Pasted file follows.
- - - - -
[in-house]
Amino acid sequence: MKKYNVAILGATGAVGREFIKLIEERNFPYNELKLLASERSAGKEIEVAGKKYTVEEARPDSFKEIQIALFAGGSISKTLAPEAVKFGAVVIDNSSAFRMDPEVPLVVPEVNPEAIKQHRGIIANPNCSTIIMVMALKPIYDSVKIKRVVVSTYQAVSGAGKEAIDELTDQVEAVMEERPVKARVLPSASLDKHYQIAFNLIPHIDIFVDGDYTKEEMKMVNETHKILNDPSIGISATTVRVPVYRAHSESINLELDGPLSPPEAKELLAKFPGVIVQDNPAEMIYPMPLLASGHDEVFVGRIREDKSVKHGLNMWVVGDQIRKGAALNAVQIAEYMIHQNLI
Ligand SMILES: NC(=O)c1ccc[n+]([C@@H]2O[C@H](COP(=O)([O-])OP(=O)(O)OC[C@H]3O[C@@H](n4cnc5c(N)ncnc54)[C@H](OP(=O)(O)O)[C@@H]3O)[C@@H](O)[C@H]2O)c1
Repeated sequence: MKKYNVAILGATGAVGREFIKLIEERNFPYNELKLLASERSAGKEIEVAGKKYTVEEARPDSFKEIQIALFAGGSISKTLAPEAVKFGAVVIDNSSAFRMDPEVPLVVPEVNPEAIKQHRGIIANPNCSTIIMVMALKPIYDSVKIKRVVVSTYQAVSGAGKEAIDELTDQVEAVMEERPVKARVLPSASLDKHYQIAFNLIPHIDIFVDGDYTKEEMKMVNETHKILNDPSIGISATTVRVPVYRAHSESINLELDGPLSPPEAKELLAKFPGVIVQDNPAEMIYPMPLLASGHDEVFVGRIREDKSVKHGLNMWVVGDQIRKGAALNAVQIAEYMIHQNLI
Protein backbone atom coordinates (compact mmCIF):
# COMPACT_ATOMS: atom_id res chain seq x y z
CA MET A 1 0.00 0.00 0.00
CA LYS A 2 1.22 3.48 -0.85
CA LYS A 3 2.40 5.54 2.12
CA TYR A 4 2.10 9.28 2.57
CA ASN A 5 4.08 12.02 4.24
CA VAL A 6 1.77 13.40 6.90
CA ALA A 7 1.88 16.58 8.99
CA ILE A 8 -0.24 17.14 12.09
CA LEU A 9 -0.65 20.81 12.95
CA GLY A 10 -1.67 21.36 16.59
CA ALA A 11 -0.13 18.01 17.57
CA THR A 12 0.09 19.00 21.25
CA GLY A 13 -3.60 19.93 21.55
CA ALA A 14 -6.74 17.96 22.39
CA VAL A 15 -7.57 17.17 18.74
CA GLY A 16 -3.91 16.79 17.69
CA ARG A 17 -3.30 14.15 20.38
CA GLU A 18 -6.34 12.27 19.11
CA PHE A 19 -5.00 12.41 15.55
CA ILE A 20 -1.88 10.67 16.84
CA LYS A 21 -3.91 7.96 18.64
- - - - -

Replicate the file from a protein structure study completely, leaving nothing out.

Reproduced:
[in-house]
Amino acid sequence: MKKYNVAILGATGAVGREFIKLIEERNFPYNELKLLASERSAGKEIEVAGKKYTVEEARPDSFKEIQIALFAGGSISKTLAPEAVKFGAVVIDNSSAFRMDPEVPLVVPEVNPEAIKQHRGIIANPNCSTIIMVMALKPIYDSVKIKRVVVSTYQAVSGAGKEAIDELTDQVEAVMEERPVKARVLPSASLDKHYQIAFNLIPHIDIFVDGDYTKEEMKMVNETHKILNDPSIGISATTVRVPVYRAHSESINLELDGPLSPPEAKELLAKFPGVIVQDNPAEMIYPMPLLASGHDEVFVGRIREDKSVKHGLNMWVVGDQIRKGAALNAVQIAEYMIHQNLI
Ligand SMILES: NC(=O)c1ccc[n+]([C@@H]2O[C@H](COP(=O)([O-])OP(=O)(O)OC[C@H]3O[C@@H](n4cnc5c(N)ncnc54)[C@H](OP(=O)(O)O)[C@@H]3O)[C@@H](O)[C@H]2O)c1
Repeated sequence: MKKYNVAILGATGAVGREFIKLIEERNFPYNELKLLASERSAGKEIEVAGKKYTVEEARPDSFKEIQIALFAGGSISKTLAPEAVKFGAVVIDNSSAFRMDPEVPLVVPEVNPEAIKQHRGIIANPNCSTIIMVMALKPIYDSVKIKRVVVSTYQAVSGAGKEAIDELTDQVEAVMEERPVKARVLPSASLDKHYQIAFNLIPHIDIFVDGDYTKEEMKMVNETHKILNDPSIGISATTVRVPVYRAHSESINLELDGPLSPPEAKELLAKFPGVIVQDNPAEMIYPMPLLASGHDEVFVGRIREDKSVKHGLNMWVVGDQIRKGAALNAVQIAEYMIHQNLI
Protein backbone atom coordinates (compact mmCIF):
# COMPACT_ATOMS: atom_id res chain seq x y z
CA MET A 1 0.00 0.00 0.00
CA LYS A 2 1.22 3.48 -0.85
CA LYS A 3 2.40 5.54 2.12
CA TYR A 4 2.10 9.28 2.57
CA ASN A 5 4.08 12.02 4.24
CA VAL A 6 1.77 13.40 6.90
CA ALA A 7 1.88 16.58 8.99
CA ILE A 8 -0.24 17.14 12.09
CA LEU A 9 -0.65 20.81 12.95
CA GLY A 10 -1.67 21.36 16.59
CA ALA A 11 -0.13 18.01 17.57
CA THR A 12 0.09 19.00 21.25
CA GLY A 13 -3.60 19.93 21.55
CA ALA A 14 -6.74 17.96 22.39
CA VAL A 15 -7.57 17.17 18.74
CA GLY A 16 -3.91 16.79 17.69
CA ARG A 17 -3.30 14.15 20.38
CA GLU A 18 -6.34 12.27 19.11
CA PHE A 19 -5.00 12.41 15.55
CA ILE A 20 -1.88 10.67 16.84
CA LYS A 21 -3.91 7.96 18.64